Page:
The Hundred is probably one of the most classic Pilates mat work exercises and one that we often include in class.
Here is a short video to walk/talk you through the key stages in preparing for the exercise and how to make it best suited to your body by adding in various progressions or regressions.
As with any exercise (Pilates or otherwise) the key factor is your ability to manage intra-abdominal pressure. When this pressure is not well-managed, we place undue load onto the pelvic floor muscles, and/or excess load into the abdominal wall. The potential issues from repeatedly exercising without effectively managing intra-abdominal pressure include:
- a weakened pelvic floor, which over time will contribute to continence issues
- a weakened/lengthened/protruding abdominal wall
- changes to posture which can contribute to low back pain, hip pain, neck & shoulder pain, etc.
When performing the Hundred, try to stay mindful of what is happening in your body so that you can make suitable adaptations to improve the effectiveness of the exercise for you. For example:
- move your legs one at a time rather than both together (you’ll see this is what I do in the video)
- leave your head and shoulders on the floor instead of adding the abdominal curl
- support your head on a cushion or with one hand
- only hold one leg off the floor, instead of both
- work with bent legs rather than extending them to the ceiling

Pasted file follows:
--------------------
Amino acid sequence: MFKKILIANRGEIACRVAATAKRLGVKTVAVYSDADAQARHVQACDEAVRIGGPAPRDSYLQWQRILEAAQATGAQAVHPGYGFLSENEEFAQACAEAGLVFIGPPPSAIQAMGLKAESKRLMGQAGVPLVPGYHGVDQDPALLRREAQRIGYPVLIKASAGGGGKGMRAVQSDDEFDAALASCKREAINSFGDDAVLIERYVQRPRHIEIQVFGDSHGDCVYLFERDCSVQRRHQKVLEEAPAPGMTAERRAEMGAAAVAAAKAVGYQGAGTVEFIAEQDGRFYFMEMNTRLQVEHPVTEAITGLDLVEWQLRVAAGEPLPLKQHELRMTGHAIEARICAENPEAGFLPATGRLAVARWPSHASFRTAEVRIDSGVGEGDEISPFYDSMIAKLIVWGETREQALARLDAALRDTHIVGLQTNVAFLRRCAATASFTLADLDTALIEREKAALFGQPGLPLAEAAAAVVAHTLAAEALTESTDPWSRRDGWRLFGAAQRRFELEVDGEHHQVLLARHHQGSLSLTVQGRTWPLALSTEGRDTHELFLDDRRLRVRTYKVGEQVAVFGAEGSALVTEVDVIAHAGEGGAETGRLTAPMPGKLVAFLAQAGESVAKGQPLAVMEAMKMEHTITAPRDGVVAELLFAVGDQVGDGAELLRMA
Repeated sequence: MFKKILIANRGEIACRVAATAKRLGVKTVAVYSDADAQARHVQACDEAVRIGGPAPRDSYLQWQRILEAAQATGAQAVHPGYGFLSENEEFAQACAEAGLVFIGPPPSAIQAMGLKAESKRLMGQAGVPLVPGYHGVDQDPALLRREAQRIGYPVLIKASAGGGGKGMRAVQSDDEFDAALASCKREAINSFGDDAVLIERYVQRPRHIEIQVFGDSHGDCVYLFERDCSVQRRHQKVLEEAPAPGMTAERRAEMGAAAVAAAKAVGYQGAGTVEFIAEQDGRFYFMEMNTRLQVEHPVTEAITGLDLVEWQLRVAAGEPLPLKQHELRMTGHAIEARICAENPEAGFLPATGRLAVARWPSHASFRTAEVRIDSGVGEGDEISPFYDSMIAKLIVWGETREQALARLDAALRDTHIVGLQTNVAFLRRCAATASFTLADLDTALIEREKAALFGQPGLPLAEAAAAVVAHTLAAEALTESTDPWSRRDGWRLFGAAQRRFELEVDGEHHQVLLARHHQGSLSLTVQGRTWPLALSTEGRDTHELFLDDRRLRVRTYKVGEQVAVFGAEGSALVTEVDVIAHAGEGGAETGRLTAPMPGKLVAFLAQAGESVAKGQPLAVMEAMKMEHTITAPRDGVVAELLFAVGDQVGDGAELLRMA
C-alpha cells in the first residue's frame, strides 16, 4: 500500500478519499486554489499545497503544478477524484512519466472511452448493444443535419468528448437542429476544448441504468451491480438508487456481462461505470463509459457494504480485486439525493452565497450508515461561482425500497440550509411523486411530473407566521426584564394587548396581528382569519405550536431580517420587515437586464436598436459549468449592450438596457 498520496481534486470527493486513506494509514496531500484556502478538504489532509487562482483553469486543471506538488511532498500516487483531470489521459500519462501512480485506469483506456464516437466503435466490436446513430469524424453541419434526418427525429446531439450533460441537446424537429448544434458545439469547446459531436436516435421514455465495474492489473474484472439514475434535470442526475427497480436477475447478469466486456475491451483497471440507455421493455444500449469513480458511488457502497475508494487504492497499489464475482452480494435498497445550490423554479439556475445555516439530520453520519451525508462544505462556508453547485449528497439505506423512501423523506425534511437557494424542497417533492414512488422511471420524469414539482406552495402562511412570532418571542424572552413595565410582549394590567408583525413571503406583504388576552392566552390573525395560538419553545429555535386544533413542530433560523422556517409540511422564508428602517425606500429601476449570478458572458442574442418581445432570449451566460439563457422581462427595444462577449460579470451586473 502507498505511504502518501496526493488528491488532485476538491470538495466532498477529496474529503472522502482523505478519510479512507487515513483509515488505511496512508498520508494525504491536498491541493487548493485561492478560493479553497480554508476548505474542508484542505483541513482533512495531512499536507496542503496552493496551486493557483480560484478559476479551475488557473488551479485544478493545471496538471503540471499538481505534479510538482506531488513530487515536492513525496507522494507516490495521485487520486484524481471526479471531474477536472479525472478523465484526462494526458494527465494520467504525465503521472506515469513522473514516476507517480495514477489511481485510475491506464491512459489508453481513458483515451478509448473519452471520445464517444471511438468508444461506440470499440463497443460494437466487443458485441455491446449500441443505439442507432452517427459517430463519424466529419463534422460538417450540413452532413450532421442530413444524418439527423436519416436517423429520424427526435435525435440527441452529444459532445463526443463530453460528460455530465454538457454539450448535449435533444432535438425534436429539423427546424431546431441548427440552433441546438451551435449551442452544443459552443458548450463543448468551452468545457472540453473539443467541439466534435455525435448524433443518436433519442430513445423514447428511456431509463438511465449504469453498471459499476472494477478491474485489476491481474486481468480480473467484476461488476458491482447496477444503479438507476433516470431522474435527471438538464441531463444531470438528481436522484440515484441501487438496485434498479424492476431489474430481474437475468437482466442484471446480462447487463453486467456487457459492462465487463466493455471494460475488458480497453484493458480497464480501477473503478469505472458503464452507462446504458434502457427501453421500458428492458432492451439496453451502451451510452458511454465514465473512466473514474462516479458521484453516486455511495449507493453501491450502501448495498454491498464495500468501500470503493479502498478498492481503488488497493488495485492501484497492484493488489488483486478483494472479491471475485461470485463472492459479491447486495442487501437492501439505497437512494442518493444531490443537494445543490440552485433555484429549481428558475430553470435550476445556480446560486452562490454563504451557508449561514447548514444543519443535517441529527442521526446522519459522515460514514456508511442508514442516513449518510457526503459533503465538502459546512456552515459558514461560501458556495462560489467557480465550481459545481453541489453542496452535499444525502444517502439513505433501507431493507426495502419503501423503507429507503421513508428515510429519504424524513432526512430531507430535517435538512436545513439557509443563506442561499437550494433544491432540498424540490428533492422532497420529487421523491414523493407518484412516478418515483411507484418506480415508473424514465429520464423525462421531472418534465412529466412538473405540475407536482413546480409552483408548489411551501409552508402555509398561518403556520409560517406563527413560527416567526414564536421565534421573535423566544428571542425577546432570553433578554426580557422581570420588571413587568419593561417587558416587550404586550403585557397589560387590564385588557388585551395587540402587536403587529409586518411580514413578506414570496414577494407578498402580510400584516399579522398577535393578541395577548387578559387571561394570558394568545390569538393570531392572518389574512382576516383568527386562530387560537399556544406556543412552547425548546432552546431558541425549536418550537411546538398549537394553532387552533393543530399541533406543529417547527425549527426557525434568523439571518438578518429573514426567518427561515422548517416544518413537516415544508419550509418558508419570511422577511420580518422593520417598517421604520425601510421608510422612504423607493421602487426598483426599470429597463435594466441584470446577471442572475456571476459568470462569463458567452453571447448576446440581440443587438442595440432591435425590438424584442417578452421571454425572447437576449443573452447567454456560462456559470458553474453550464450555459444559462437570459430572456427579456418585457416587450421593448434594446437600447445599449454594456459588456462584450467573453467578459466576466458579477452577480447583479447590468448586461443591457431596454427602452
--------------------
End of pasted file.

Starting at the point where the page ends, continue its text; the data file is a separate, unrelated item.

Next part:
- hold the position for fewer breaths instead of the full ten breaths
Remember that you are aiming to feel your abdominal muscles working more than any other muscles in the body – if your neck is hurting or your legs are holding on tight, take it as a sign that your abdominal muscles are not able to effectively cope with what is being asked of them. When this happens, rest and start again when you’re ready, using a regression to keep the work in your tummy muscles. Sometimes, less is more!
I hope the video helps you to get your head around the preparation stages and get more from the Hundred as an exercise. Please ask if you have any questions at all Jx
(PS if you are new to exercise, recently post-natal or have any doubts about whether this exercise is suitable for you at this time, please seek appropriate advice from your medical practitioner or a qualified fitness professional)